Why I Intend To Stop Lying About What I Really Believe

I recently watched the first episode of the documentary series called Cosmos: A Spacetime Odyssey. This is a follow-up to the series called Cosmos: A Personal Voyage, first broadcast in 1980 and hosted by the late Carl Sagan. I never watched the original series, mainly because I had heard that Sagan, an astronomer and astrophysicist, was also an atheist and, therefore, could have nothing of value to say about the age or origin or boundaries of the universe. (For the record, Sagan actually denied being an atheist—one who believes there is irrefutable proof for the non-existence of God—but he rejected the idea of God as a personal being.)

The new series is hosted by Neil de Grasse Tyson, who, as a young college student, was strongly influenced by Sagan to take up science as a career. Like Sagan, he became an astrophysicist, and, also like Sagan, he rejects the idea of a personal God who created and now controls the universe. For some reason, I’m not troubled by that knowledge the way I was more than thirty years ago when I learned something similar about Carl Sagan. I guess you might say my thinking has “evolved” in that regard. 🙂

Somewhere along the way I came to the awareness that “all truth is God’s truth.” So simple, yet so profound. The first time I heard that statement, I knew it was consistent with all that I believed about God and the universe. The one problem with it is how to determine what really is truth. Is it okay to believe that there are very few things about which we can be confident that we know the full, total, and complete truth? The truth, the whole truth, and nothing but the truth, as it were?

The main thing I took away from episode one of Cosmos: A Spacetime Odyssey is a new awareness of the enormity of the universe. The photo below is an artist’s rendering of the Milky Way galaxy.

milky-way-earth-location

You can see the little dot that represents our sun with its planetary system. Scientists estimate there could be as many as 300 billion stars, many much larger than our sun, in the Milky Way galaxy. Each one could have its own system of orbiting planets. And here’s the almost incredible thing—there may be as many as 300 billion galaxies in the universe. As many galaxies as there are stars in the Milky Way!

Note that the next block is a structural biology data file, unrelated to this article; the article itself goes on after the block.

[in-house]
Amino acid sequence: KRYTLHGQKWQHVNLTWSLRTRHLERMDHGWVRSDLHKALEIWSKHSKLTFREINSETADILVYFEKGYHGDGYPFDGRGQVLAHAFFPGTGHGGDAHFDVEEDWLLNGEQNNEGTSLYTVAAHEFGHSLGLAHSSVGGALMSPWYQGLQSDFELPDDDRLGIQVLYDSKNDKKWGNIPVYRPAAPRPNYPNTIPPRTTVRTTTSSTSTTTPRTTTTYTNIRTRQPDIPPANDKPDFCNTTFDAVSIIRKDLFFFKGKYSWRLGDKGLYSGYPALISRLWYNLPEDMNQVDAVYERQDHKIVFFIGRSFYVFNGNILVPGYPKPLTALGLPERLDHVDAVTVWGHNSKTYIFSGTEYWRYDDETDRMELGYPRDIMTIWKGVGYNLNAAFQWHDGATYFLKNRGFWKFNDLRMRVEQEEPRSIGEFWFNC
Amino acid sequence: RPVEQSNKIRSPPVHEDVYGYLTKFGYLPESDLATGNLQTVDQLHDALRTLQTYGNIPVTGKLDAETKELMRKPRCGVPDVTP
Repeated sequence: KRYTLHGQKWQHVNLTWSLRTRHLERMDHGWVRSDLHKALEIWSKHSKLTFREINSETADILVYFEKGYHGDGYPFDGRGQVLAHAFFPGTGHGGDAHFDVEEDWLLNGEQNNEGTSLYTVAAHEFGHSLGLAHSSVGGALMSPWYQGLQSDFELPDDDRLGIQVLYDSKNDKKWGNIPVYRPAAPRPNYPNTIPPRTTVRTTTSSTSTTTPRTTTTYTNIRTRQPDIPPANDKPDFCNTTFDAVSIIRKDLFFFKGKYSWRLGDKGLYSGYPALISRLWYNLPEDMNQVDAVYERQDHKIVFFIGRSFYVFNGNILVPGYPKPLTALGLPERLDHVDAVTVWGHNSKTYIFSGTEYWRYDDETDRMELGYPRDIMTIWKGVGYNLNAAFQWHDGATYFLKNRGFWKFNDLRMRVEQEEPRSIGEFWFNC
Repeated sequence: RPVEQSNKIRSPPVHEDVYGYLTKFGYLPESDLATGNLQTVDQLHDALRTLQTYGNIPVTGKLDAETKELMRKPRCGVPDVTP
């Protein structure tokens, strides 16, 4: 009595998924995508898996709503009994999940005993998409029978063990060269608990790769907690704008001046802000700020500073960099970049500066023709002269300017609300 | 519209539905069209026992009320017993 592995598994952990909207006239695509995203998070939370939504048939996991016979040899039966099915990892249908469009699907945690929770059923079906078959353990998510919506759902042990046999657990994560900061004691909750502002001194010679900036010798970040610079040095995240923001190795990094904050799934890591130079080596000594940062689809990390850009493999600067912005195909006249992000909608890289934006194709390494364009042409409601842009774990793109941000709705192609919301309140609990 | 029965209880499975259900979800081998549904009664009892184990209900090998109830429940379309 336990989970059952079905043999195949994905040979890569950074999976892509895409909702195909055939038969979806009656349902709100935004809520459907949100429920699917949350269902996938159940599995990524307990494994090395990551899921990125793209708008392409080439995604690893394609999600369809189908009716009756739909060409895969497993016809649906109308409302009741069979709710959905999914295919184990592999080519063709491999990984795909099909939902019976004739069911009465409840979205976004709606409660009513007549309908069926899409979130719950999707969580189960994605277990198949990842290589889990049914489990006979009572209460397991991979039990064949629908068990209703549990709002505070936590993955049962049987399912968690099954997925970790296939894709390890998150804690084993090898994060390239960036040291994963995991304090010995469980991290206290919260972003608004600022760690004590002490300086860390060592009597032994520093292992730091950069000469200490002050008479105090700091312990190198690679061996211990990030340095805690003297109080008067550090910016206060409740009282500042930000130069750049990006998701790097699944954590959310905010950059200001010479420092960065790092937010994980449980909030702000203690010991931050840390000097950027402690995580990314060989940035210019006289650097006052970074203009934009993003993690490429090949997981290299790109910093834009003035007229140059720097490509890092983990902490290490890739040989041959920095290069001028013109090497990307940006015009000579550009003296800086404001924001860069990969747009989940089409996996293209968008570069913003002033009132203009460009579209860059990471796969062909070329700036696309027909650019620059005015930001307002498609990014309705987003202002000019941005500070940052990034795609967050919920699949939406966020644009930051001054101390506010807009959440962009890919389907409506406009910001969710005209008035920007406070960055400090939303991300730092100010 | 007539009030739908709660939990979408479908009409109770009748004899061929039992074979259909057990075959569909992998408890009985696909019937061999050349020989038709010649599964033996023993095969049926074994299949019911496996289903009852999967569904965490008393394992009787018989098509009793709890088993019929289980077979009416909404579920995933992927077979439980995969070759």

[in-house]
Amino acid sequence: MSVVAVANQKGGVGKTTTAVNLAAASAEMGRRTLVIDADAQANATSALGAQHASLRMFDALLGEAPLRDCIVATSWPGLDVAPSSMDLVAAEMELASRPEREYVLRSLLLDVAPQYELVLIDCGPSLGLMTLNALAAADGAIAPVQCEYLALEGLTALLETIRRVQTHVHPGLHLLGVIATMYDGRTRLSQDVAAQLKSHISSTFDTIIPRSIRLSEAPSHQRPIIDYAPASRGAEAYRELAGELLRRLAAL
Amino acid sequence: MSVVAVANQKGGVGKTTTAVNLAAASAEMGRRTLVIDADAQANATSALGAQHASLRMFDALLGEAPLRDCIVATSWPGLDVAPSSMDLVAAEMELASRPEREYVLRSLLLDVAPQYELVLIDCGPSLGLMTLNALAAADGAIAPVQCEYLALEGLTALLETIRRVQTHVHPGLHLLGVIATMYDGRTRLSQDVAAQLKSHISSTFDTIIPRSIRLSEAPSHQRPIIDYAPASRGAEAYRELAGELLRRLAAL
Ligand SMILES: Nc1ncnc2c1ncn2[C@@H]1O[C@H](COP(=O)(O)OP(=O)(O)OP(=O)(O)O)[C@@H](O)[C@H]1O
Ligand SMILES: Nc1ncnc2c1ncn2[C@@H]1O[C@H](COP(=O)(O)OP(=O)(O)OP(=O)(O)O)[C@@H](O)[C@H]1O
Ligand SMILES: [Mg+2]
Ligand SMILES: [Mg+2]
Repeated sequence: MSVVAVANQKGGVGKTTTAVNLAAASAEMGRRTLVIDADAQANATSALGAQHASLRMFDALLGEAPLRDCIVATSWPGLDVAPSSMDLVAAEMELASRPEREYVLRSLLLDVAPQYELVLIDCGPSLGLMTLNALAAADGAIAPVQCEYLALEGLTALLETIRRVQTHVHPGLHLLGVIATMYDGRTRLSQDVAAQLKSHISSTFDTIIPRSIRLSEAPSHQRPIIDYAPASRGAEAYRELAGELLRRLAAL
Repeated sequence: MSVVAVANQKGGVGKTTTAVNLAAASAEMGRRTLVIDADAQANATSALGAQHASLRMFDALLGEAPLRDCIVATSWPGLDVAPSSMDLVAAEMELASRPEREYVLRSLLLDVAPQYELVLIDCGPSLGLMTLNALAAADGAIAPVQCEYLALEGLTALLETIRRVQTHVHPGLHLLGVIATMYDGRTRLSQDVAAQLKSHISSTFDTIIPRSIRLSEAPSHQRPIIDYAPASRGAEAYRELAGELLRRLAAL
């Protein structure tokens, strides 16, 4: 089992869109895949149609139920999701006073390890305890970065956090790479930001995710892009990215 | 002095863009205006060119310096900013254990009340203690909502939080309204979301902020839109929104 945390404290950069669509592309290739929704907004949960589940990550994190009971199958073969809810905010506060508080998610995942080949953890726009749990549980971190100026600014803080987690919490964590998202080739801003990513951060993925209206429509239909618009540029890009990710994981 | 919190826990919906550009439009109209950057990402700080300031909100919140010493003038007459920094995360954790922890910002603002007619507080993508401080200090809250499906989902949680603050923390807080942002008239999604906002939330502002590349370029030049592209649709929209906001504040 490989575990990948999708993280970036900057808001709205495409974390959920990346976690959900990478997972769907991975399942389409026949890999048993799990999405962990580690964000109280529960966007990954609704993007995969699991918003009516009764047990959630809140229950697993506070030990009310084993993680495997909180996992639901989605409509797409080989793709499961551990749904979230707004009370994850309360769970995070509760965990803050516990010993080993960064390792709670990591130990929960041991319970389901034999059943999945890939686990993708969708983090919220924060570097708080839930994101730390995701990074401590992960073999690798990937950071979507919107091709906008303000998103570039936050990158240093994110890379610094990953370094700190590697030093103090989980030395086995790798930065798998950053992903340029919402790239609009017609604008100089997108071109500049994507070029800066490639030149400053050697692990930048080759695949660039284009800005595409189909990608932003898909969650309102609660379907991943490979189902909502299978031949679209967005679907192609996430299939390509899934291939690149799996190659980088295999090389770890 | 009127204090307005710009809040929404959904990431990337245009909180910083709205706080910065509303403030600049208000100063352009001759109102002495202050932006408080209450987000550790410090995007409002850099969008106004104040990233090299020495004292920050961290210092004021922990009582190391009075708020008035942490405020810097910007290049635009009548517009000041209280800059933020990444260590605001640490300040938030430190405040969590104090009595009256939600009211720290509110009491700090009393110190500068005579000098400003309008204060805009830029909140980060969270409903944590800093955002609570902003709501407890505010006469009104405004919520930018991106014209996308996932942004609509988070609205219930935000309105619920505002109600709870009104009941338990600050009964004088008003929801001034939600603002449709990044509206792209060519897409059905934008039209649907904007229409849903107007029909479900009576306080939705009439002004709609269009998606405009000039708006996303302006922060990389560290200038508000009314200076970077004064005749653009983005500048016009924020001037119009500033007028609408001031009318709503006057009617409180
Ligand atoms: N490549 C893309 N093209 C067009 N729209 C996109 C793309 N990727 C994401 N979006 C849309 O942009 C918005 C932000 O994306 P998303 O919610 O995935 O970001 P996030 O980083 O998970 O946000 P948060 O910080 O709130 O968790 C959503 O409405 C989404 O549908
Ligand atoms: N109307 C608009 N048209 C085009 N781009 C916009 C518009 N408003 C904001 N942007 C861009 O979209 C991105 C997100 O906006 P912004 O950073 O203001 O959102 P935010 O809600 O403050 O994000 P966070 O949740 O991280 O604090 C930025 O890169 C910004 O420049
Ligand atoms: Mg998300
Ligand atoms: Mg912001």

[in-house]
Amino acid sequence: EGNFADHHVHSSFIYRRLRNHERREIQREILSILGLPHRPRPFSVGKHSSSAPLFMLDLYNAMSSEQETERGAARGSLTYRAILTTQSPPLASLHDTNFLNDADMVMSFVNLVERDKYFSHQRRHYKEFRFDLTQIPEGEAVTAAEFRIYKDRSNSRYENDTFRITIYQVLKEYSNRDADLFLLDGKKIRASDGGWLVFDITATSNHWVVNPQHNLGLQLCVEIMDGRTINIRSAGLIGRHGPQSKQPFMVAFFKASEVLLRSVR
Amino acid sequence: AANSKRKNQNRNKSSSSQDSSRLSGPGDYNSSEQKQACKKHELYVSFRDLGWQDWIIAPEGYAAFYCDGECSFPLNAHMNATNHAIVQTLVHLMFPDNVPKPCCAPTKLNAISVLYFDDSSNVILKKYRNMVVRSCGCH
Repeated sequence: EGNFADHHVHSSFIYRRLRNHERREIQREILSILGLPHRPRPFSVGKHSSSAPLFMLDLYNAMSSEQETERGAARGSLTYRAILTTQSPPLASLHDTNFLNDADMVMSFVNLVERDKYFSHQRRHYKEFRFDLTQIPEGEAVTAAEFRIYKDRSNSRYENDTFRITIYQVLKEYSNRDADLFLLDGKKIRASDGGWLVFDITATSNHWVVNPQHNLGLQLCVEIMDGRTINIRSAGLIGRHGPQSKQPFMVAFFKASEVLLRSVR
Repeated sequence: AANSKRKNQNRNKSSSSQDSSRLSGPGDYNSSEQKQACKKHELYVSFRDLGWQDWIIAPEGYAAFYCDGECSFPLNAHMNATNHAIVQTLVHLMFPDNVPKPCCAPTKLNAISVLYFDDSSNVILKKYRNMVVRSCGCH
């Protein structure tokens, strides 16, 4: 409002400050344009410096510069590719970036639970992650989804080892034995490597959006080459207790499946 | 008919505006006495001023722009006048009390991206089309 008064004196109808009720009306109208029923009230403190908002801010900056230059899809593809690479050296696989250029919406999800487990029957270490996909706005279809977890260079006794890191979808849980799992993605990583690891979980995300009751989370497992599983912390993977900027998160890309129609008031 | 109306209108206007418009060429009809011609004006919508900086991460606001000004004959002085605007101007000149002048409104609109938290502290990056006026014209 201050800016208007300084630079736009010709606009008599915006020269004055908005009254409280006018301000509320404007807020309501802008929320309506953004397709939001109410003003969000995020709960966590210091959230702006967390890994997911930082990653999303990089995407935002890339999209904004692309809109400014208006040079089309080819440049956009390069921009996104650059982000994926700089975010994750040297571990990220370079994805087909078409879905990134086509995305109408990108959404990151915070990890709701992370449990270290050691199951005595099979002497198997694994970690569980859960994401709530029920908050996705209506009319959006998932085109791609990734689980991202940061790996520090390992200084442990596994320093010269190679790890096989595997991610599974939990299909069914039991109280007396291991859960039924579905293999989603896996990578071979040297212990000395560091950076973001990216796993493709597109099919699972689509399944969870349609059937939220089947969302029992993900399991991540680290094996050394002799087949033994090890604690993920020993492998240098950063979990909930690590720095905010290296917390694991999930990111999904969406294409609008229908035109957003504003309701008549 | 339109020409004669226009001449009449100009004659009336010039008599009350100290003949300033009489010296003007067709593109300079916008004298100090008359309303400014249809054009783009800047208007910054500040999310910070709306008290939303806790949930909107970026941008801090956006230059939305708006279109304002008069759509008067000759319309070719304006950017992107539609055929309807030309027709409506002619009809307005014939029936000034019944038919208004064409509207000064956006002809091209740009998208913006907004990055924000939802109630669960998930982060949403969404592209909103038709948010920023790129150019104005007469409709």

I used to believe that the more we learned about this vast universe in which our entire solar system is but an infinitesimal speck, the more we would recognize the need for a Creator with power sufficient to bring it into existence. I now understand how intelligent people—like Sagan and Tyson—can look at the universe and conclude that it is all there is and that there is no need for any greater power.

Of this much I feel pretty confident today. If there is a God who made this vast universe—a personal, sapient being who knows and feels and thinks and acts—and if that God somehow took on human form, as Christians say he did, in the historical figure of Jesus, then one thing that God and the God-man are not is fully comprehensible to humans.

Everything about that God and that God’s human incarnation is substantive and meaningful. The God who brought the universe into existence, then—through some process and for some purpose—created human beings (“in his image,” if we believe the biblical narrative), then took on the form of a human in order to relate personally to those humans and do something for them that they could not do for themselves… that God does not deal in trivialities.

One summer around thirty years ago, I was sitting in a lecture hall on the grounds of the University of Virginia in Charlottesville. The venue had been arranged by the Center for Christian Study, an evangelical ministry focused on university students, as the setting for a series of presentations by Dr. John R. W. Stott (now deceased), one of the most respected voices in evangelical Christianity at the time. I still remember one particular sentence from one lecture as clearly as if I had just heard it for the first time five minutes ago. Dr. Stott said,

Most non-Christians in the west don’t reject the Christian message because they find it false. They reject it because they find it trivial.

Thirty years later, I find that statement just as jarring—and with the same ring of truth—as I did then. And yet, when non-Christians—both secular and religious or spiritual—observe the contemporary Christian community in America, I fear that they have little choice but to conclude that much of what we do and say is trivial.

Our petty rivalries and in-fighting. Our backbiting and jealousy. Our crass misuse of power and authority and resources. Our violation of the trust placed in our leaders and teachers and clergy. Our manipulation of vulnerable people for our personal gain. Our materialism and superficiality and hypocrisy.